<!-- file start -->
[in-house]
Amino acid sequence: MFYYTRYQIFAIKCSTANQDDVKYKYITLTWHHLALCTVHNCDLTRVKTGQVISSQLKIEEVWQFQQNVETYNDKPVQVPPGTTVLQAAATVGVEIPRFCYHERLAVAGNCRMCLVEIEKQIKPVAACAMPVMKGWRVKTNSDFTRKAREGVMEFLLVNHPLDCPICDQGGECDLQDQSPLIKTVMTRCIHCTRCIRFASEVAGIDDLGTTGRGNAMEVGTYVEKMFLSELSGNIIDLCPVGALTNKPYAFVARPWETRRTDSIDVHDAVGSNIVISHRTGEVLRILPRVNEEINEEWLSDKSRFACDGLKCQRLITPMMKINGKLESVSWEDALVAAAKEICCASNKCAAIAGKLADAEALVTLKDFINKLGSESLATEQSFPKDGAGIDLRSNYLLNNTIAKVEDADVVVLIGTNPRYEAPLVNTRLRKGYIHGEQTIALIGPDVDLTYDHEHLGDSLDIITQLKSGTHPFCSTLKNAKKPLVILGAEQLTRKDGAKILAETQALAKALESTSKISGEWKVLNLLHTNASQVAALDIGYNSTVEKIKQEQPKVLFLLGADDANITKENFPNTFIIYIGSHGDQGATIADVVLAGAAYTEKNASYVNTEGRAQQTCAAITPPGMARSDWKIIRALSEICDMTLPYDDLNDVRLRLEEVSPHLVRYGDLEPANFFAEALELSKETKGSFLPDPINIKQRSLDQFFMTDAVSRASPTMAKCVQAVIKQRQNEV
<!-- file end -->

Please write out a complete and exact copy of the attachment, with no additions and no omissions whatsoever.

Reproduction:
[in-house]
Amino acid sequence: MFYYTRYQIFAIKCSTANQDDVKYKYITLTWHHLALCTVHNCDLTRVKTGQVISSQLKIEEVWQFQQNVETYNDKPVQVPPGTTVLQAAATVGVEIPRFCYHERLAVAGNCRMCLVEIEKQIKPVAACAMPVMKGWRVKTNSDFTRKAREGVMEFLLVNHPLDCPICDQGGECDLQDQSPLIKTVMTRCIHCTRCIRFASEVAGIDDLGTTGRGNAMEVGTYVEKMFLSELSGNIIDLCPVGALTNKPYAFVARPWETRRTDSIDVHDAVGSNIVISHRTGEVLRILPRVNEEINEEWLSDKSRFACDGLKCQRLITPMMKINGKLESVSWEDALVAAAKEICCASNKCAAIAGKLADAEALVTLKDFINKLGSESLATEQSFPKDGAGIDLRSNYLLNNTIAKVEDADVVVLIGTNPRYEAPLVNTRLRKGYIHGEQTIALIGPDVDLTYDHEHLGDSLDIITQLKSGTHPFCSTLKNAKKPLVILGAEQLTRKDGAKILAETQALAKALESTSKISGEWKVLNLLHTNASQVAALDIGYNSTVEKIKQEQPKVLFLLGADDANITKENFPNTFIIYIGSHGDQGATIADVVLAGAAYTEKNASYVNTEGRAQQTCAAITPPGMARSDWKIIRALSEICDMTLPYDDLNDVRLRLEEVSPHLVRYGDLEPANFFAEALELSKETKGSFLPDPINIKQRSLDQFFMTDAVSRASPTMAKCVQAVIKQRQNEV